Hey fellas, I can answer your main question easily and save you all a lot of time. The reason the withdrawal did not go well is that the entire occupation was — to borrow a military term — FUBAR. "Worst-case scenario" is what we have been doing over there for the last 20 years.

The tough but undeniable truth is that there was no good way to get out of Afghanistan, and no good way to stay either. The Afghan state and army was a fiction — something that could not survive even a slight push from the Taliban. If Biden had accelerated the removal of American civilians and Afghan workers, then that would have likely caused a collapse in morale in the Afghan army and an even quicker victory of the Taliban, and thus the same exact chaotic withdrawal. If Biden had reneged on America's promise to withdraw, the Taliban most certainly would have attacked anyway, requiring him to add more troops and get even more people killed in a conflict that was obviously lost 15 years ago.

The core foreign policy assumption of imperial chauvinists, like nearly all congressional Democrats, is that America is an exceptional nation, a shining city on a hill that can always get what it wants. If something awful happens — especially something embarrassing that is broadcast on television — then that means someone must not have lived up to American potential. Empire can never fail, it can only be failed.

This blinkered attitude is a major reason why the Afghanistan occupation was such an endless nightmare in the first place. Presidents Trump and Obama didn't withdraw in part because they were frightened of political backlash from the foreign policy Blob and reflexively hawkish media. As shown by the shrieking tantrum happening across all parts of the mainstream press, they weren't wrong about what would happen. It took real political courage for Biden to stick to his guns and refuse to re-start the war for the sole purpose of making the legions of soft, comfortable think-tankers, talking heads, and members of Congress feel better about themselves.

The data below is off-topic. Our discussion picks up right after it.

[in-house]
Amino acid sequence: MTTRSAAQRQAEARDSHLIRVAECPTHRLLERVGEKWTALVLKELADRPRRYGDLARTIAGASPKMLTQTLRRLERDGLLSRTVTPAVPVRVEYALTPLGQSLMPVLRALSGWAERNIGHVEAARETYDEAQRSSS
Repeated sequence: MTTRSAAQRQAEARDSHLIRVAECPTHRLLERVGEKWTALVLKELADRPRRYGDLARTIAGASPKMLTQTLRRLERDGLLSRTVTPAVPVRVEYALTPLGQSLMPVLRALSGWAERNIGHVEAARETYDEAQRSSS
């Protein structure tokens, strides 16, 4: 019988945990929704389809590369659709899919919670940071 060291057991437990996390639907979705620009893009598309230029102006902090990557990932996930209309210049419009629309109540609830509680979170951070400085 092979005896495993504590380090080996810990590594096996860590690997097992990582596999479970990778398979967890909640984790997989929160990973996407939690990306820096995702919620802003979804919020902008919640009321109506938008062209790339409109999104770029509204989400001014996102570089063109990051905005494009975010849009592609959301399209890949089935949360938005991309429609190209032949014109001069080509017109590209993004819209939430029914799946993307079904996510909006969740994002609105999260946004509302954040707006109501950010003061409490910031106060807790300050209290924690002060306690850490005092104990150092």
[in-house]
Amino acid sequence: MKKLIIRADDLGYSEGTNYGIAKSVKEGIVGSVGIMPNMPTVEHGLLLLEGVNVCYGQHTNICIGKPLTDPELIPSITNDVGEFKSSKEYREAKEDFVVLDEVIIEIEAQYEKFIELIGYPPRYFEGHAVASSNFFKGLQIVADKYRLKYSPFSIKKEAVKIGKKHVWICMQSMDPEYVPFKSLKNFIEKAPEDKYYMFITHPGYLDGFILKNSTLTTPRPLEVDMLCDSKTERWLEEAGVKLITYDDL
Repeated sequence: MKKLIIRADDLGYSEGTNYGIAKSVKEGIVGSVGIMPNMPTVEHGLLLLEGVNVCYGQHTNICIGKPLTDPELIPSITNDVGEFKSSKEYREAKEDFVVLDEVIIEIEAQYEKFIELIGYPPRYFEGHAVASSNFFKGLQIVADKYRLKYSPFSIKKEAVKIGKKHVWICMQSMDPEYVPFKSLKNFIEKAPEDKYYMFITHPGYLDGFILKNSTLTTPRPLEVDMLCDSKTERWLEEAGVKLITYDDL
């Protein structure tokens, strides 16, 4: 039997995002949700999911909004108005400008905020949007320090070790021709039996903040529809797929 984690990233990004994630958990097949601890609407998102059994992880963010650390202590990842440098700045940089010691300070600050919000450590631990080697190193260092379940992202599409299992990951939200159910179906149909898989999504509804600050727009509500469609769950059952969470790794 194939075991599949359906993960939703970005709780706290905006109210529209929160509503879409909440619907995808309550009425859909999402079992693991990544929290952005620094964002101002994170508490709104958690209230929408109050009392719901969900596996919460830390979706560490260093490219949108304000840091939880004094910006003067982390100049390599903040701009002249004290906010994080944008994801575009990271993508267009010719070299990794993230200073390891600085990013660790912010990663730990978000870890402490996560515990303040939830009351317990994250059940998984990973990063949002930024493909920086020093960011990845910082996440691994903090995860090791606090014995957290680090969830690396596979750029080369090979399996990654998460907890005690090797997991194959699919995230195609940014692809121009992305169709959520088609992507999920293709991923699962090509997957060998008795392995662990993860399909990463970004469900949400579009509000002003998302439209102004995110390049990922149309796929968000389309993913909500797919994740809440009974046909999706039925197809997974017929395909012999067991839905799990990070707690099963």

It all makes an especially jarring contrast with congressional Democrats' behavior towards Trump's world-historical corruption and lawbreaking. They barely even pretended to try to hold investigations on his violations of the emoluments clause, or to get hold of his tax returns, or to explore his business empire, or to look into a hundred other things — despite the fact that when the shoe was on the other foot, Republicans spent over a year "investigating" Hillary Clinton over delusional conspiracy theories about Benghazi. (Republicans also did not investigate the actually-objectionable part of that story, which was the Libyan intervention itself.)

At bottom, the Democratic Party is ruled by cowardice. The party's leaders in Congress are too scared to stand up to Republicans when it might mean a pitched political battle, and too morally weak to look the reality of the Afghanistan occupation in the face. But they'll pick on their own president, no doubt with the gleeful backing of Republicans, if they can strut and posture about how much they love The Troops without fear of backlash. It's pathetic.